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Chathams Family Opposes Tribal Sale Of Quota

Press Release from Dennis Solomon

Headline: Chathams Family Opposes Tribal Sale Of Quota

A prominent Chatham Islands whanau is opposing the sale of the Moriori Iwi's deepwater fisheries quota the tribe received through the Maori Commercial Fisheries Settlement with the Crown.

Dennis Solomon, a former Hokotehi Moriori Trust Board member, says the sale of the tribe's deepwater fisheries quota is short-sighted.

Mr Solomon's whanau has asked him to go public to highlight the issue to other Moriori iwi members before an August 7 meeting aimed at approving the sale of the deepwater quota.

He says it is especially disturbing when the two Chatham Islands tribes joined together to argue for a greater piece of the Maori Fisheries Settlement pie on the grounds that the Chatham Islands should be treated as a separate fishery under any allocation model.

"We argued, quite rightly, that the Chatham Islands iwi were hugely dependent on the resources of the sea and that we should be treated as a separate fishery under the Fisheries Commission's allocation proposals," said Mr Solomon.

"Now that we achieved that, the Trust Board wants to sell that down the road for a few dollars more because it can't meet repayments on some bad deals that it's done."

Under the model of allocation developed by the then Treaty of Waitangi Fisheries Commission in 2002 and 2003, the two iwi on the Chatham Islands - Moriori and Ngati Mutunga - convinced other tribes that the circumstances for them were different, Mr Solomon said.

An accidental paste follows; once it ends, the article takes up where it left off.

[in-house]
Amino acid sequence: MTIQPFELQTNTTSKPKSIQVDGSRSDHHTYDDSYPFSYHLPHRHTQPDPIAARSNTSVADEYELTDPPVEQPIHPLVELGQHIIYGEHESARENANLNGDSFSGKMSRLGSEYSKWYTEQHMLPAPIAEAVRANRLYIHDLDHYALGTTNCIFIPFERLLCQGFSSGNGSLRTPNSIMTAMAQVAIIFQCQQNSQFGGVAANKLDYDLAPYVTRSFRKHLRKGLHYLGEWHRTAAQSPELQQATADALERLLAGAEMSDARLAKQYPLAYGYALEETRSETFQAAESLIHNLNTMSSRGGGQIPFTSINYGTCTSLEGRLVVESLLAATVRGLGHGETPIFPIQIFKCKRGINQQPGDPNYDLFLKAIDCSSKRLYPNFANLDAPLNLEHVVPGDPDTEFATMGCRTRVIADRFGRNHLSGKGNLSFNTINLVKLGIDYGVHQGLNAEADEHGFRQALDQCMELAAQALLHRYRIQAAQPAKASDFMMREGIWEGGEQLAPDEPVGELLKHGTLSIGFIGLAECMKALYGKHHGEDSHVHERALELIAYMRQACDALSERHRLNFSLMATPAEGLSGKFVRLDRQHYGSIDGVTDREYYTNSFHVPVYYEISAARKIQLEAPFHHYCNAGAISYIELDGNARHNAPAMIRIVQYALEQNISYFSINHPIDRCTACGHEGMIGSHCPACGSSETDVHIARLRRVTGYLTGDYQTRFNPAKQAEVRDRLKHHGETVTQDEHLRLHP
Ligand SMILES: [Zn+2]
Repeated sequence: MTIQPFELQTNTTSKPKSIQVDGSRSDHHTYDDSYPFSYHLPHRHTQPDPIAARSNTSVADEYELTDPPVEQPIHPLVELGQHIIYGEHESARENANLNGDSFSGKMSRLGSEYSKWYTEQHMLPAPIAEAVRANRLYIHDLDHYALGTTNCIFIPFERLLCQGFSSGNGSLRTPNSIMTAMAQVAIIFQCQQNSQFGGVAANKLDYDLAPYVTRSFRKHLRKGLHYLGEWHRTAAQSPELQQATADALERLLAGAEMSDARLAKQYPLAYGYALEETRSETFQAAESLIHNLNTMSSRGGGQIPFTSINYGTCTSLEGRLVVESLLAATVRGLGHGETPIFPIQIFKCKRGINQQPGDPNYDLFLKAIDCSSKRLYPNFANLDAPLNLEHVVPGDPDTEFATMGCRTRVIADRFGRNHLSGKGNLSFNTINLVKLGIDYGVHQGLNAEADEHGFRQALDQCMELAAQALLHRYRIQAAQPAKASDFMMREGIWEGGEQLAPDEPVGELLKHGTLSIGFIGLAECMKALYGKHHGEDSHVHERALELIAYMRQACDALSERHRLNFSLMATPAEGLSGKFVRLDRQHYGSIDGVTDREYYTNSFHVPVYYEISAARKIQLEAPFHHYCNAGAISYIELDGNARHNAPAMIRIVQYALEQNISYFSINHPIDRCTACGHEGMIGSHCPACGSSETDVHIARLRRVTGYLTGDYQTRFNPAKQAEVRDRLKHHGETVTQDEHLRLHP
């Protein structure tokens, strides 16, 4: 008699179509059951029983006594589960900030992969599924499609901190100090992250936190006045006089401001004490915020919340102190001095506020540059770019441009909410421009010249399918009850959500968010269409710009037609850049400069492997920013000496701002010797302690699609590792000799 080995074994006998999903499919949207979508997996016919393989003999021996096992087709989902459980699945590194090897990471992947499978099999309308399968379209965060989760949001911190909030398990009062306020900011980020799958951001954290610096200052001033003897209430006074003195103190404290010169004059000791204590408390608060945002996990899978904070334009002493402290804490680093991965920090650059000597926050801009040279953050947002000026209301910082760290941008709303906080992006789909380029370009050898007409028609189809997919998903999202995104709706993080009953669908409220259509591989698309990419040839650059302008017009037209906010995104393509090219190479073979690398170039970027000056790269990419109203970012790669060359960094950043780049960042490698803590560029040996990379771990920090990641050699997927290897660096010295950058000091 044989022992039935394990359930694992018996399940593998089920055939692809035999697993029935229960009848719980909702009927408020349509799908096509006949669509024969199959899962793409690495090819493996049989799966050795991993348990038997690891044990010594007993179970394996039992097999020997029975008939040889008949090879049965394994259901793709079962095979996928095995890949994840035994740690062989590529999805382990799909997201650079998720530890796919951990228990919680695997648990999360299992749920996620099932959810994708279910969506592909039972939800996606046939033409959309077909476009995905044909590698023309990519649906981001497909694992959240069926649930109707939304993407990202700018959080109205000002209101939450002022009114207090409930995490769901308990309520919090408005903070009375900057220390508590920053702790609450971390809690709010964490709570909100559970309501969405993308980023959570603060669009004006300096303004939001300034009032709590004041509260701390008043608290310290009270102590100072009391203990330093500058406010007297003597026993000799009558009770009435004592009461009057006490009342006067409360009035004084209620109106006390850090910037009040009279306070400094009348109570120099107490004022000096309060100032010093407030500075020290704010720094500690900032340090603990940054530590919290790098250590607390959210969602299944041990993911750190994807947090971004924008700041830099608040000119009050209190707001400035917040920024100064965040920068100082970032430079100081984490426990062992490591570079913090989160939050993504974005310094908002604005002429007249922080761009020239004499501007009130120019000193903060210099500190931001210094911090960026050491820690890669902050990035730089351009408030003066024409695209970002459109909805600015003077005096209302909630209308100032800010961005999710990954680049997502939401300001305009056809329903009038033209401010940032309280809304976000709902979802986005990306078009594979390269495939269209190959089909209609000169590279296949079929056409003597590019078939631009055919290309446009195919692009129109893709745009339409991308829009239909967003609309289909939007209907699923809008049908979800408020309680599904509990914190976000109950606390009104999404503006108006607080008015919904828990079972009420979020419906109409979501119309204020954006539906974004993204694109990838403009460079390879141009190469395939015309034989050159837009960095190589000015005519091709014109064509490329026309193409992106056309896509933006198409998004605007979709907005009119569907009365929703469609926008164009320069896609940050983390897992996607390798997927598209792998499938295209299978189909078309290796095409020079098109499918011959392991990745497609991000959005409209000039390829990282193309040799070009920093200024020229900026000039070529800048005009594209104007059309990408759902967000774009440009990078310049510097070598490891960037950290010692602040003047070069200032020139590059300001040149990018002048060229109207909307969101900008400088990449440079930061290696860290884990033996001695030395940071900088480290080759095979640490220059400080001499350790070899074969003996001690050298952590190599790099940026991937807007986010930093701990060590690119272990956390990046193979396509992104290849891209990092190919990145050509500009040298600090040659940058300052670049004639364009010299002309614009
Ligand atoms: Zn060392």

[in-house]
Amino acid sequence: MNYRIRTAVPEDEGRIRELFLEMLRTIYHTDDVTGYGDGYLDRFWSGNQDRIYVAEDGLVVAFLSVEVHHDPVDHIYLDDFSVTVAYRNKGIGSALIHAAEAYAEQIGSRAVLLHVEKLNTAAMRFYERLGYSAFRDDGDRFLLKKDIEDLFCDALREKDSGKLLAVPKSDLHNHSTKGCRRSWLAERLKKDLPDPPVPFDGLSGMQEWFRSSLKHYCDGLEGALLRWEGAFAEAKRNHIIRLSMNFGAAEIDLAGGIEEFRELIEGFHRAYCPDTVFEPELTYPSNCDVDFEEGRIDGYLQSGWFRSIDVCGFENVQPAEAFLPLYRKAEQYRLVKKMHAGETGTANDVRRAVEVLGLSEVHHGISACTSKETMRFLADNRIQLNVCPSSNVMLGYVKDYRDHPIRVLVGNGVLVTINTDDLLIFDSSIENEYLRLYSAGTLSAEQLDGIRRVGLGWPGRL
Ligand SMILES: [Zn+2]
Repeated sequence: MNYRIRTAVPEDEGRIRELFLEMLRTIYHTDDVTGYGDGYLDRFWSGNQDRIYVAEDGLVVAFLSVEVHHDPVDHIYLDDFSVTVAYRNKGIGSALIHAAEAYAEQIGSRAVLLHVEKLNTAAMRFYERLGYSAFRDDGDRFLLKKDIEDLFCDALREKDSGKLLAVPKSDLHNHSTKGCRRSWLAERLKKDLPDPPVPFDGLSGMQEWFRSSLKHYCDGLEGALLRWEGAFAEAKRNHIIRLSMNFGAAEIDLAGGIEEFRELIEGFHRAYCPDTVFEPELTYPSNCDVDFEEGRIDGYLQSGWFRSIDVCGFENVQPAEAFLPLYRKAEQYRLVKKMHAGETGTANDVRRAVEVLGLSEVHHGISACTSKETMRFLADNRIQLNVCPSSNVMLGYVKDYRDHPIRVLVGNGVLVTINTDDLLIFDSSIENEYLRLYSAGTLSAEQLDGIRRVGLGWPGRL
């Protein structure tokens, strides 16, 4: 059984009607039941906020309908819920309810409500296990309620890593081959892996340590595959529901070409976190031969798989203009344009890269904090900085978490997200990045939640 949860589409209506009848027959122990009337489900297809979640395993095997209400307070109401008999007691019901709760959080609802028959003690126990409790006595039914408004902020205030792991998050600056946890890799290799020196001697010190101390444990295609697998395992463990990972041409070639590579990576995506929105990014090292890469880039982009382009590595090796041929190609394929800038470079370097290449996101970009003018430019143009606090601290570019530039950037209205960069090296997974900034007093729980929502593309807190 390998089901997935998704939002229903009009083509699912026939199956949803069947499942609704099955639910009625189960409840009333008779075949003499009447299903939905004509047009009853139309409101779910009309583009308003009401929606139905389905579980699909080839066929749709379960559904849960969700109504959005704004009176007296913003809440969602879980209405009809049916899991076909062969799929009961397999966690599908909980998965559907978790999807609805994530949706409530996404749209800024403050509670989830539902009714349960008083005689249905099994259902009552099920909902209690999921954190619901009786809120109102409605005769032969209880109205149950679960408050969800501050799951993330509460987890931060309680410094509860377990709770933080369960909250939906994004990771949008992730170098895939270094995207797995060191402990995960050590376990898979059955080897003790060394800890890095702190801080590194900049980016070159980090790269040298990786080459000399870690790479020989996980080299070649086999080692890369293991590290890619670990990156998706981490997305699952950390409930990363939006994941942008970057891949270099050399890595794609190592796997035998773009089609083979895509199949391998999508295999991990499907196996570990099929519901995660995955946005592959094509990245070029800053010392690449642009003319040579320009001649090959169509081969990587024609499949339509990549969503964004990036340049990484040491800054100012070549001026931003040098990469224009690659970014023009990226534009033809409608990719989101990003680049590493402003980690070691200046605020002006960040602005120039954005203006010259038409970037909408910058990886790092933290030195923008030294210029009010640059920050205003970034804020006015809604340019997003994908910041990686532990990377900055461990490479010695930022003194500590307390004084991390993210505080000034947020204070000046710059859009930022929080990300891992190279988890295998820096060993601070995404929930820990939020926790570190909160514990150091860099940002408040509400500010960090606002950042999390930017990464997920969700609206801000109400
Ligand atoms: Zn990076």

"We argued that there was a significant fishery around the Chatham Islands, that we were geographically isolated from the rest of Aotearoa and that we had an overwhelming cultural, social and economic dependence on fishing. We also had a very small population and small coastline and these were used to calculate iwis' entitlement under the Settlement. If we were treated the same as mainland iwi, we would not have got our fair share of the Maori fisheries pie," he said.

"Now, because the board has made a couple of bad decisions, they're ready to divest themselves of this taonga for a fistful of dollars"

Mr Solomon said he wants other iwi members to oppose the sale of the quota and to ask the board to look at alternative options to meeting funding shortfalls. "If we sell this taonga - a treasure we fought for long and hard to get the Crown to return to Maori, we won't get it back. This is something we will never get back. Once it's sold, it's gone forever."


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